Pulitzer Prize-winning journalist Bob Woodward on Thursday explained how Donald Trump could start a war with Iran before his term ends in January.
Woodward was interviewed by Lawrence O'Donnell on MSNBC on Monday, who noted a new report by The New York Times.
"President Trump asked senior advisers in an Oval Office meeting on Thursday whether he had options to take action against Iran’s main nuclear site in the coming weeks. The meeting occurred a day after international inspectors reported a significant increase in the country’s stockpile of nuclear material, four current and former U.S. officials said on Monday," the newspaper reported.
"A range of senior advisers dissuaded the president from moving ahead with a military strike. The advisers — including Vice President Mike Pence; Secretary of State Mike Pompeo; Christopher C. Miller, the acting defense secretary; and Gen. Mark A. Milley, the chairman of the Joint Chiefs of Staff — warned that a strike against Iran’s facilities could easily escalate into a broader conflict in the last weeks of Mr. Trump’s presidency," The Times reported.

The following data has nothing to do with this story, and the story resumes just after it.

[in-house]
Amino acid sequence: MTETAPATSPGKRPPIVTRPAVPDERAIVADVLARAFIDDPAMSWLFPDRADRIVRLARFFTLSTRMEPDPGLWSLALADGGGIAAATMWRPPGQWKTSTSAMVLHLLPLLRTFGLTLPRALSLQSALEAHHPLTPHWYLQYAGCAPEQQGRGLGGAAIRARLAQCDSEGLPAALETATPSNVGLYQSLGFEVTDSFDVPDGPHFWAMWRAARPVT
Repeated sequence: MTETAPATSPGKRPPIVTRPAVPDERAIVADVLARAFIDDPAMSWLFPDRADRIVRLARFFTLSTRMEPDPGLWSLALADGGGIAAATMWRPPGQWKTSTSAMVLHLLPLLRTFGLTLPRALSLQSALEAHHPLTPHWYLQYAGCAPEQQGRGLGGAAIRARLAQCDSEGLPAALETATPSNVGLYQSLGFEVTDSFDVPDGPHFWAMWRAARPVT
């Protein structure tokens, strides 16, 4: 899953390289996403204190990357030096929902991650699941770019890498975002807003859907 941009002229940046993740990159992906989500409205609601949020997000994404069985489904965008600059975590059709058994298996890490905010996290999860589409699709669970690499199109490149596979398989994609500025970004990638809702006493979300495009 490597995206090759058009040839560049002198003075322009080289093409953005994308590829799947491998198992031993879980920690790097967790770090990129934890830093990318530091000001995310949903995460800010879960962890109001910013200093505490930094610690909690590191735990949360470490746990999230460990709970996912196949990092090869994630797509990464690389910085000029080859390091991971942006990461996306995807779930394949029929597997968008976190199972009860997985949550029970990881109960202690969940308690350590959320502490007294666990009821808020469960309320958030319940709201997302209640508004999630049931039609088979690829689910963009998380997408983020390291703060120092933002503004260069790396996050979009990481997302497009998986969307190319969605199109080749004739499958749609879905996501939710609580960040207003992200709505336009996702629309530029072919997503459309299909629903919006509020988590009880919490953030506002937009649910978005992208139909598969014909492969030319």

"O'Donnell asked Woodward about the lame-duck administration considering attacking Iran.
"Yes, that's always possible," Woodward replied. "And, again, I think it emphasizes the extraordinary power that the president has, a sitting president, even one who is soon to depart office."
"And as we learn, presidents can start wars on their own. They're commander-in-chief, they can employ the force as they see fit," he continued. "Congress can take away the money, but that's unlikely, particularly if it's a reasonable military operation. Now, whether one in iran or somewhere else in the world would be reasonable, I don't know."